After – or during – a week like the one just past, every blogger and poster worth his/her salt must mention the weather. I have facebook friends who made hourly posts on the outdoor temperature and the depth of snow on their deck. So, I am obliged to tell you my experience of Arkansas Snomagedden, as some have dubbed it.
Last Sunday, the predictions were loud and clear (for Wednesday) and folks began to prepare for the storm. My sis and I went to WalMart in the middle of the afternoon. I always hasten to say that I was not in panic mode. I really needed milk. We entered as the last of the last-minute Super Bowl crowd was clogging the check out stands. Those left in the store aisles were stocking up like they expected to be snowed in for months. I find this strange. Because I don’t care what the weather conditions are, most Arkansans can’t stand to be cooped up indoors for more than 24 hours. I live in a small town but on a main street, and there is always traffic moving, be it a blizzard, a monsoon or the tornado siren blaring away.
I want to tell the shoppers: You’re not going to need all that food. As soon as the last flake or drop of winter mix hits the ground, you’ll leave your warm home and go slip-sliding away to Sonic or McDonald’s.
On Wednesday – S Day – I went to work at 8:00 am because it was not snowing. Every school and church in the four surrounding counties had already cancelled, based on the forecast. The storm started at 8:10 and beautiful soft snow fell so fast and furious that when I left for home 45 minutes later, visibility was very poor and the soft snow very slick.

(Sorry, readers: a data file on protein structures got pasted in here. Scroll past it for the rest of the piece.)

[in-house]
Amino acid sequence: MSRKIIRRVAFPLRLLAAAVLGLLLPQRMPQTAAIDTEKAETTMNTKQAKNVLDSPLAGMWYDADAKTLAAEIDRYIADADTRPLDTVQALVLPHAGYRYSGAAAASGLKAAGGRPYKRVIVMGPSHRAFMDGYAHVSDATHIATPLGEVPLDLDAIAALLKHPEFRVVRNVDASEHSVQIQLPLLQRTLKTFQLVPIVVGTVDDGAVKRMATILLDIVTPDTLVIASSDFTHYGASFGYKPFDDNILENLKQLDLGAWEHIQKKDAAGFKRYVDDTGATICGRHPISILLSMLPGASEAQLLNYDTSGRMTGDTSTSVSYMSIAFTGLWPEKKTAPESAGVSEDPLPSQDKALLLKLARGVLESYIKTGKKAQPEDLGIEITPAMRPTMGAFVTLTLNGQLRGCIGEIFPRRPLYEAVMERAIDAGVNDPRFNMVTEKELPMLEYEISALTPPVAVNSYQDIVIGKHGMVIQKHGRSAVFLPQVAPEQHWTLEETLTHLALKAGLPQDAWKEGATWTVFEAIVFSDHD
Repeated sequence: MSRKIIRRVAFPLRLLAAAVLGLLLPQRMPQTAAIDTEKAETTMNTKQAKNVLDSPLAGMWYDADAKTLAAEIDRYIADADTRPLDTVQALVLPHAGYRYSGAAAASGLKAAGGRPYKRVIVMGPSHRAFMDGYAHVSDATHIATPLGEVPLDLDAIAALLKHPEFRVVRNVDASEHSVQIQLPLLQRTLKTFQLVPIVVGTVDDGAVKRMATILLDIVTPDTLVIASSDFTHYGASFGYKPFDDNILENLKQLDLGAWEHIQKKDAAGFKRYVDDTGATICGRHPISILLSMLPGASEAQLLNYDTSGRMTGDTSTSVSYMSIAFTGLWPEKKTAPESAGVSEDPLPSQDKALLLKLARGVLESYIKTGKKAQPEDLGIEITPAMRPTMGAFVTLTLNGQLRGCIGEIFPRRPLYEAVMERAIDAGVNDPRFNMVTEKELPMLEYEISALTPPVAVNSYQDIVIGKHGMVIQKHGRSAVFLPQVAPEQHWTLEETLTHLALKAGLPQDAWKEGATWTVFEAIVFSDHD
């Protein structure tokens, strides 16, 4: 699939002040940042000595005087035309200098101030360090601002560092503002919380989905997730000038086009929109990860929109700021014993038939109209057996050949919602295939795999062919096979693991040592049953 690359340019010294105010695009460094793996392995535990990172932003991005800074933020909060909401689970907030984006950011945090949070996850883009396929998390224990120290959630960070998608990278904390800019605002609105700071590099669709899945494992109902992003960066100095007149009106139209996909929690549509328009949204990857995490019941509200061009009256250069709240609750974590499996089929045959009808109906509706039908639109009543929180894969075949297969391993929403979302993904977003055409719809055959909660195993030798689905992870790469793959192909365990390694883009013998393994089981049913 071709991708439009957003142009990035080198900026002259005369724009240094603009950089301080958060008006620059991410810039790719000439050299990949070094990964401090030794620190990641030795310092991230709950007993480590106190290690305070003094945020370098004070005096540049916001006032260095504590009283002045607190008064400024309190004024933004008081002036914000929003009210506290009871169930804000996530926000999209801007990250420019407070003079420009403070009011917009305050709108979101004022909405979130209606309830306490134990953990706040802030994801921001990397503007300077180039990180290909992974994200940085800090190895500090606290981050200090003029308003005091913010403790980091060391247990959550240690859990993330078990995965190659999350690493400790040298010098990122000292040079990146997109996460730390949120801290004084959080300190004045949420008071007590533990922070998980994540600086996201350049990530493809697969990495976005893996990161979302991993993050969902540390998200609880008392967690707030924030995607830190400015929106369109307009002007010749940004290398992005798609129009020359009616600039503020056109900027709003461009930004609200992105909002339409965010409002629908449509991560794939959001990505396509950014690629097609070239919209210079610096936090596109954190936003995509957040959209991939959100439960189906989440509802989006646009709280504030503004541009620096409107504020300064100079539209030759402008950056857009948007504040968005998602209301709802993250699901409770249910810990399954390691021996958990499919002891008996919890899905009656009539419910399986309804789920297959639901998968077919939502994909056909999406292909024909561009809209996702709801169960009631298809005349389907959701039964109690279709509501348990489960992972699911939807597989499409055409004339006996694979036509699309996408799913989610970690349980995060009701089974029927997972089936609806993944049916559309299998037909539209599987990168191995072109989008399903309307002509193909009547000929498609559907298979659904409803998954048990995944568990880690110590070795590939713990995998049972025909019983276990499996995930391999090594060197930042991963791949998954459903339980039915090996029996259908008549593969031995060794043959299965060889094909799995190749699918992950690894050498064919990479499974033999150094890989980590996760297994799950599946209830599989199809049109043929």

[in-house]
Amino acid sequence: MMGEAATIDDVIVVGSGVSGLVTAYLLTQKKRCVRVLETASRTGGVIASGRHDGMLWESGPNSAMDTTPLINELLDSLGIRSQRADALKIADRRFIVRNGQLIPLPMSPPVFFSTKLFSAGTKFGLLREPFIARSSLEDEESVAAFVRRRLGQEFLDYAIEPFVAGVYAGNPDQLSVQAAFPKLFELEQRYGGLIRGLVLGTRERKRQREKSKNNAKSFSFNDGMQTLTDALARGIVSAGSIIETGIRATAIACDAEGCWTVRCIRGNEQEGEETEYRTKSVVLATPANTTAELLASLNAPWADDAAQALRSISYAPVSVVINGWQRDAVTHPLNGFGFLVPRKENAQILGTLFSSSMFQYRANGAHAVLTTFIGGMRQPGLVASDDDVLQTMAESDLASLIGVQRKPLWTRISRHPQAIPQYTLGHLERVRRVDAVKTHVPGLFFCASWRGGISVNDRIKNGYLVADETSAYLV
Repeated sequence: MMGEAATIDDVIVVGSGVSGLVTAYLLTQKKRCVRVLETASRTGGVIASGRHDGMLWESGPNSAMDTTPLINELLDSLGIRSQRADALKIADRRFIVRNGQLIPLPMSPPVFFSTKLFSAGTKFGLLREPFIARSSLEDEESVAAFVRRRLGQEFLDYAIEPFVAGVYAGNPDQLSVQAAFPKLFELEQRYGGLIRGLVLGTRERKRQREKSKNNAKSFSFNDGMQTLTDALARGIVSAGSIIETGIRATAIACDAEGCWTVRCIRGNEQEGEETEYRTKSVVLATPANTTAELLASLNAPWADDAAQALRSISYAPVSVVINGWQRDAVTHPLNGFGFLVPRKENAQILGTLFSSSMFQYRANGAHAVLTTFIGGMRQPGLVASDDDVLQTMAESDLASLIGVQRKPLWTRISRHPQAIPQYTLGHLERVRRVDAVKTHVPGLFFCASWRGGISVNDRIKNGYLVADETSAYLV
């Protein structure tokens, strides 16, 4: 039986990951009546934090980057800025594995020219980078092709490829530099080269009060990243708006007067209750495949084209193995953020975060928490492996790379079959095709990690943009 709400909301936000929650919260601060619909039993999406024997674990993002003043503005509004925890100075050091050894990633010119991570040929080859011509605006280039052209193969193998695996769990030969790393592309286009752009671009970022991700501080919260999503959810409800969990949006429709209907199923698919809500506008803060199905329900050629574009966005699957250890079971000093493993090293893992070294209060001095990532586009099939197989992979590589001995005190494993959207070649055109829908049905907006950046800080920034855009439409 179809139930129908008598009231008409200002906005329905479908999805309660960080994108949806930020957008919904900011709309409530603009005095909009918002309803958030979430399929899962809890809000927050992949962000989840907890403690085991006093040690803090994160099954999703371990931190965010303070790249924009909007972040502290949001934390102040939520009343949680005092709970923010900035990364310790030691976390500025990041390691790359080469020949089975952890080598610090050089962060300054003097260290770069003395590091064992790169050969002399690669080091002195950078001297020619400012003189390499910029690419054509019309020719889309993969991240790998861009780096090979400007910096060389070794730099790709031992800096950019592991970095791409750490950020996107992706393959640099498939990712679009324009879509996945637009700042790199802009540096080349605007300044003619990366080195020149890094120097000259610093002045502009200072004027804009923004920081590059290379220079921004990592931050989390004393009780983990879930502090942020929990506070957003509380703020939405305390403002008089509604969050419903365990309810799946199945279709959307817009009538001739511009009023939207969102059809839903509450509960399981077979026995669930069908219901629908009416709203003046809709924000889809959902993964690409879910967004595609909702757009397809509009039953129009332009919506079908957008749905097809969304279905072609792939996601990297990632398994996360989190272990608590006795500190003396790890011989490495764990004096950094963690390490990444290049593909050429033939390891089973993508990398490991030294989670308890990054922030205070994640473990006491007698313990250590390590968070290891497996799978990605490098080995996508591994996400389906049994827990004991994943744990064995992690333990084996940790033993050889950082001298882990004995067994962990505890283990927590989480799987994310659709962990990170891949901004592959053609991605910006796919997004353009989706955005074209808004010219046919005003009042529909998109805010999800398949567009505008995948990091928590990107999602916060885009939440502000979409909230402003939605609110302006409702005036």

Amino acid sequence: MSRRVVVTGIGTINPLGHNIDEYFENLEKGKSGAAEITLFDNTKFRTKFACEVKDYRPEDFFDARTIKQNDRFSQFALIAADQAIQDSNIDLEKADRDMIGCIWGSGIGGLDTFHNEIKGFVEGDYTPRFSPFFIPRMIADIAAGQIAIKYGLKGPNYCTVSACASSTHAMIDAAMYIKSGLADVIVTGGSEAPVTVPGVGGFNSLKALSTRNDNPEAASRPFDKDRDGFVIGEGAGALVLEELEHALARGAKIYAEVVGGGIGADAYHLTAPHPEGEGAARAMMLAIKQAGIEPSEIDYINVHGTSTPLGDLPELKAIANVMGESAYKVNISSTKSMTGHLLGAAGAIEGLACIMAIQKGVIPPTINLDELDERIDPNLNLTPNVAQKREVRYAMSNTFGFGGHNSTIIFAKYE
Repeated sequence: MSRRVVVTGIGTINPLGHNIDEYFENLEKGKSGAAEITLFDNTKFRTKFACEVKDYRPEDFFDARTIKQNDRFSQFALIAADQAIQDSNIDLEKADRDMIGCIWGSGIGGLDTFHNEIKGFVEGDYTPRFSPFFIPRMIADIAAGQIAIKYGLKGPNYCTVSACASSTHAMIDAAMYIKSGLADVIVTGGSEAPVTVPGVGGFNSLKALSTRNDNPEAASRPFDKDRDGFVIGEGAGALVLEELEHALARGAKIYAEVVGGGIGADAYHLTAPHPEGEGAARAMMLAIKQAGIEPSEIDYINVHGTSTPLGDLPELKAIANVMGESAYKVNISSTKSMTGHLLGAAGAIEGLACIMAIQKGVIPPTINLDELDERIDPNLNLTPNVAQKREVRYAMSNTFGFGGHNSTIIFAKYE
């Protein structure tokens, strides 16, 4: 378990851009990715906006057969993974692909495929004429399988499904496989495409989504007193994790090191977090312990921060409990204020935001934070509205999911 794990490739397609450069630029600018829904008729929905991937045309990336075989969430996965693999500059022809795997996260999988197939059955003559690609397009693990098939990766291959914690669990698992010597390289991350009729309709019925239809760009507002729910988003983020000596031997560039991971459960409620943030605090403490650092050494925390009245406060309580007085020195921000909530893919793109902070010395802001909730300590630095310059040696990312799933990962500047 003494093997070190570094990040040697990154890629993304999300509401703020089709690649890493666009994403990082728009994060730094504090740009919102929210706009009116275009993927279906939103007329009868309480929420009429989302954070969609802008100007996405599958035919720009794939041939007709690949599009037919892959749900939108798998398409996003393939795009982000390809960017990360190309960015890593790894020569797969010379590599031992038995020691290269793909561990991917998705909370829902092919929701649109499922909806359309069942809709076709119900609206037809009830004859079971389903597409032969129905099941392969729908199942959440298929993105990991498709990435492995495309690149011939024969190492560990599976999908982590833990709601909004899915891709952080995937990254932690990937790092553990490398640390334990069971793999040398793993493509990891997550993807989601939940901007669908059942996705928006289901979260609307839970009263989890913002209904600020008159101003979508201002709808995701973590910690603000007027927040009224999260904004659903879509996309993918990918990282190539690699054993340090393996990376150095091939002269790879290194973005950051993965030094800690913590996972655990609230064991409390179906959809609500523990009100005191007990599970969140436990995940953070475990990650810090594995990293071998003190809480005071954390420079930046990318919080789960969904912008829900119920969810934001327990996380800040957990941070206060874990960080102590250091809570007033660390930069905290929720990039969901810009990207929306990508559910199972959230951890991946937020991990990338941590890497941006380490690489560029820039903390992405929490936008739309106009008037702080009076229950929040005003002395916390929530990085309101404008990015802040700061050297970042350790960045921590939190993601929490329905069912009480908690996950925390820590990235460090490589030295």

I spent a wonderful snow day of movies, naps, reading and home made potato soup. Snow fell for 10 hours with no let up, leaving everything covered, the view out my windows a winter wonderland.
The second day, my office was closed and I slept late. The sun was shining but with the temperature in the low teens, nothing was melting, though traffic had partly cleared the street in front of my house. About the middle of the day, I discovered two things: one, I needed to mail a payment to avoid a $25.00 late fee and two, the dog food bag was almost empty. I dressed in my warmest sweats, took the broom and swept off the car. Then I dropped my keys in the snow (which was about a foot deep). I stood there a minute surveying the problem when I noticed the tiny hole in the snow and sure enough my keys were found much quicker than I deserved. The trip to the post office and Fred’s (at 5 mph) was uneventful and the rest of the day spent writing a short story for a contest and creating homemade chicken and dumplings.
By Friday, the road to my house had only occasional patches of ice, but my work place was still closed. I ventured out once more, this time carrying a bag of trash. I walk very carefully on ice and snow, which is a good thing because when my feet slid from under me it happened slowly and I sat down in the soft snow by my back steps. No harm – just a little difficulty standing since my feet kept slipping in the snow. This day I spent reading manuscripts for Central Arkansas Writers, my monthly critique group. Thankfully, Saturday was beautiful and clear and the five of us were able to travel from as many directions to meet in Conway for our time together.
Today, 63 degrees and it’s like the snow never happened. Except for a very muddy yard and a stir-crazy dog.
pat laster says
You did something constructive today–a new post! I am slogging through a column on the presidents; can’t seem to get too excited about it. Will finish reading your new book tonight, too. Billy is back in Arkadelphia, thank goodness. Have a good, snowless (please, Lord) week. p